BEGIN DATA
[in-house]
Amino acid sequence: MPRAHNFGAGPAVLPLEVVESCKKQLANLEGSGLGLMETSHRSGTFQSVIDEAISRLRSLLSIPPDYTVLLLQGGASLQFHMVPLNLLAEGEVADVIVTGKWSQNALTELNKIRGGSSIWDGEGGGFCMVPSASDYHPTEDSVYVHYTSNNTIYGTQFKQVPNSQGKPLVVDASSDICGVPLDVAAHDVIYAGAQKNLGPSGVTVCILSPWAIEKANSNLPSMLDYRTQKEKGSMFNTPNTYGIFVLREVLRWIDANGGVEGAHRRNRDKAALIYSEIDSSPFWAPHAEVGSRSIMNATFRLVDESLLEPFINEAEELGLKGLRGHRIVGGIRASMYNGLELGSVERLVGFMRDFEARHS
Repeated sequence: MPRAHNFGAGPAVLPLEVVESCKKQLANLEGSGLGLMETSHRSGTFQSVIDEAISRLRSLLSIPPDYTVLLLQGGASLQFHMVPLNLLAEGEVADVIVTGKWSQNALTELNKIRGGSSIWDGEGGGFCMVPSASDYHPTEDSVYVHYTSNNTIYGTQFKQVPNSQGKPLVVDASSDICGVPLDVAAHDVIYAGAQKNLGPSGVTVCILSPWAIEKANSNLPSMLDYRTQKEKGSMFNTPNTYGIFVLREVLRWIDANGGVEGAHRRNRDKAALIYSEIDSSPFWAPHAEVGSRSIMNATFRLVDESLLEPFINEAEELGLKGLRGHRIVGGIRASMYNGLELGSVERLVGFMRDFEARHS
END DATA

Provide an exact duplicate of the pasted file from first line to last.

[in-house]
Amino acid sequence: MPRAHNFGAGPAVLPLEVVESCKKQLANLEGSGLGLMETSHRSGTFQSVIDEAISRLRSLLSIPPDYTVLLLQGGASLQFHMVPLNLLAEGEVADVIVTGKWSQNALTELNKIRGGSSIWDGEGGGFCMVPSASDYHPTEDSVYVHYTSNNTIYGTQFKQVPNSQGKPLVVDASSDICGVPLDVAAHDVIYAGAQKNLGPSGVTVCILSPWAIEKANSNLPSMLDYRTQKEKGSMFNTPNTYGIFVLREVLRWIDANGGVEGAHRRNRDKAALIYSEIDSSPFWAPHAEVGSRSIMNATFRLVDESLLEPFINEAEELGLKGLRGHRIVGGIRASMYNGLELGSVERLVGFMRDFEARHS
Repeated sequence: MPRAHNFGAGPAVLPLEVVESCKKQLANLEGSGLGLMETSHRSGTFQSVIDEAISRLRSLLSIPPDYTVLLLQGGASLQFHMVPLNLLAEGEVADVIVTGKWSQNALTELNKIRGGSSIWDGEGGGFCMVPSASDYHPTEDSVYVHYTSNNTIYGTQFKQVPNSQGKPLVVDASSDICGVPLDVAAHDVIYAGAQKNLGPSGVTVCILSPWAIEKANSNLPSMLDYRTQKEKGSMFNTPNTYGIFVLREVLRWIDANGGVEGAHRRNRDKAALIYSEIDSSPFWAPHAEVGSRSIMNATFRLVDESLLEPFINEAEELGLKGLRGHRIVGGIRASMYNGLELGSVERLVGFMRDFEARHS